The death of W.N. Ferris on March 23, 1928, 11 years to the day of Helen G. Ferris' death, brought widespread publicity to Big Rapids. His death was not unexpected. The cold which he had written to Masselink about in his letter of Feb.16 worsened.
Masselink was called to his bedside in Washington, and the Mecosta County News of March 22, carried the news as its lead story, headlined:
SENATOR W.N. FERRIS STILL IN CRITICAL CONDITION
The article quoted Masselink as saying "His right lung is bad, his left lung is good."
Death came at 6:15 a.m. the next day. W.N. Ferris was 75 years old, and he already had announced that because of his age he would not be a candidate for re-election.
Upon receiving news of the senator's death, B.S. Travis, who was acting as head of the school while Masselink was in Washington at the senator's beside, dismissed the 1,200 students until the following Monday. March 23 was a Friday. Travis said that the school might possibly remain closed until after the funeral.
As the funeral train pulled into the station, a thousand students and townspeople
stood bareheaded in a drizzling rain in silent tribute.
The body was brought back from Washington to Big Rapids on a special train draped in black. As the funeral train pulled into the station (which was also draped in black) a thousand students and townspeople stood bareheaded in a drizzling rain in silent tribute.
The senator's casket was taken directly to his home where the body lay in state in the library. A military honor guard, changed every four hours, stood at attention by the casket from the time it arrived in Big Rapids until the body was laid to rest in the family's mausoleum.
The Governor ordered state offices closed during the funeral.
Private funeral services were held for the family in the home on the morning of March 27, and public services were held from the Big Rapids Armory, which stood on Michigan Avenue next to City Hall. Six military companies and the 126th Infantry band marched in the funeral cortege. The governor ordered state offices closed on that Tuesday afternoon during the funeral. According to the March 24, 1928, Big Rapids Pioneer, virtually all elective state officials planned to attend the funeral.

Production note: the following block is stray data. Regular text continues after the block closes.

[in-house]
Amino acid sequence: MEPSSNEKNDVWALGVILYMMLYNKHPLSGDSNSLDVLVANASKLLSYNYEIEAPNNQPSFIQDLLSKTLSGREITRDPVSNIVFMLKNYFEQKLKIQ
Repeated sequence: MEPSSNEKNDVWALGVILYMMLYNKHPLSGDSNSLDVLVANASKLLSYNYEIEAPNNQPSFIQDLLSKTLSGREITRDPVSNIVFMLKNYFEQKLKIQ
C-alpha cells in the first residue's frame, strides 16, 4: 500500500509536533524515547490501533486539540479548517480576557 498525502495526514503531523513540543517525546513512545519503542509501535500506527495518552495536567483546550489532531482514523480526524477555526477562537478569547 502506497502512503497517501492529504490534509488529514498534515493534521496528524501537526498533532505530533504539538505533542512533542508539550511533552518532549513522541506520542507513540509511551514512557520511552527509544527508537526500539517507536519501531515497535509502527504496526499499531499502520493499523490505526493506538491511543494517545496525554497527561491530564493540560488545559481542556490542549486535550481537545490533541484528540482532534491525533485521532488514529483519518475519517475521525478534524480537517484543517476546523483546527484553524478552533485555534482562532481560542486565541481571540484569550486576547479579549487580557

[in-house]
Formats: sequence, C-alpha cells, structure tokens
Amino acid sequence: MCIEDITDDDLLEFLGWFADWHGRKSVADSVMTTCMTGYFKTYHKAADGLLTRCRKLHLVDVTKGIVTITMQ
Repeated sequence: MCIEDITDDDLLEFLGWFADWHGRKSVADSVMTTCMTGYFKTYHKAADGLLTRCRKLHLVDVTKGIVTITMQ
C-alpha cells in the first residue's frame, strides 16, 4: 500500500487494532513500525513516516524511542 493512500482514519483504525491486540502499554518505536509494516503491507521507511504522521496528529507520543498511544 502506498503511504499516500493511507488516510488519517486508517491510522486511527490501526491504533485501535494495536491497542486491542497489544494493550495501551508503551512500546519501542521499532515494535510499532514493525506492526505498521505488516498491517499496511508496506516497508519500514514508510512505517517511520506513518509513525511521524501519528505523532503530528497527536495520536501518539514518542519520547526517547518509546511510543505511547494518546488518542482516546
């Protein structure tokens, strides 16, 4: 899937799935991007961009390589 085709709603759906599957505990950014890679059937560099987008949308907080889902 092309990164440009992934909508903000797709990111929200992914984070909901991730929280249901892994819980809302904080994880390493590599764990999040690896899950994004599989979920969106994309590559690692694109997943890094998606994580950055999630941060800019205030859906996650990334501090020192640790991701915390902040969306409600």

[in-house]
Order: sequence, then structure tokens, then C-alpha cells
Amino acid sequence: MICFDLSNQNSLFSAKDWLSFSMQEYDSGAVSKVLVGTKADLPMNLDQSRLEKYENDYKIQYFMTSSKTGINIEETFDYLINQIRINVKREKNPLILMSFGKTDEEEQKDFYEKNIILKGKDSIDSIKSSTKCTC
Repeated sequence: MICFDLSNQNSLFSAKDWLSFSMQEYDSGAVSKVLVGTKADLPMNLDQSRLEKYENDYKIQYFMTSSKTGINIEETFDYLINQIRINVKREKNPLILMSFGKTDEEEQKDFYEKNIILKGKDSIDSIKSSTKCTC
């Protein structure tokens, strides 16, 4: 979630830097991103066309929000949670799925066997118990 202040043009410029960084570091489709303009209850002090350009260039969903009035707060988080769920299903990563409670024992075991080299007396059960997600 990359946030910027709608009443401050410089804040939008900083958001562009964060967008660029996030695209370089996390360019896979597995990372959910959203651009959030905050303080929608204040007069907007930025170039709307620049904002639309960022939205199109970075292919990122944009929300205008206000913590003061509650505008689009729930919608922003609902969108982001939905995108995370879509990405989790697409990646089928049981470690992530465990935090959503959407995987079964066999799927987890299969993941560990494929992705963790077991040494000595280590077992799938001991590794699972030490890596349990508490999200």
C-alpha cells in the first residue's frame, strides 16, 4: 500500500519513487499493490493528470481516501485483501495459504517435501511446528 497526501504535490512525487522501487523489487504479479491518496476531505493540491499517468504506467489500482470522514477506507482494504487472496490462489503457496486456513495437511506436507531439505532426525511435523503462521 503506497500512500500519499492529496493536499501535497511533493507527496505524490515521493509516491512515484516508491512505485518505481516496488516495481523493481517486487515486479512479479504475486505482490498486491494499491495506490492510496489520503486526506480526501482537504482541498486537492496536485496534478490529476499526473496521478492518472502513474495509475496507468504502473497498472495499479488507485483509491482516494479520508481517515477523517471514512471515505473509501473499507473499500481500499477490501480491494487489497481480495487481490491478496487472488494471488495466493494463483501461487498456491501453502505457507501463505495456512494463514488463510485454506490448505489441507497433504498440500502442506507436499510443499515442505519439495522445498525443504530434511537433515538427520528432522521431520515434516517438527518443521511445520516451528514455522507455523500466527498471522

Big Rapids Mayor William F. Jenkins ordered all business offices, both private and municipal, and all public and parochial schools to close at noon for the remainder of the day. He also requested that all persons refrain from any sort of outside work during that time. Major Charles L. McCormick of the National Guard ordered Michigan Avenue and Maple Street be put under martial law from noon until 4 p.m. on that Tuesday. All motor vehicles and horse-drawn vehicles were forbidden to park on areas of those streets during that time.
Among the celebrities who were scheduled to come to Big Rapids for the funeral were Gov. Fred W. Green, Sen. William J. Borah, Sen. Smith W. Brookhart, and Congressman Roy O. Woodruff.
The Mayor requested that all persons refrain from any sort of outside work during the funeral.
Gov. Green appointed Arthur H. Vandenberg of Grand Rapids, a Republican, to complete Mr. Ferris' unexpired term. Vandenberg won the seat in the November election.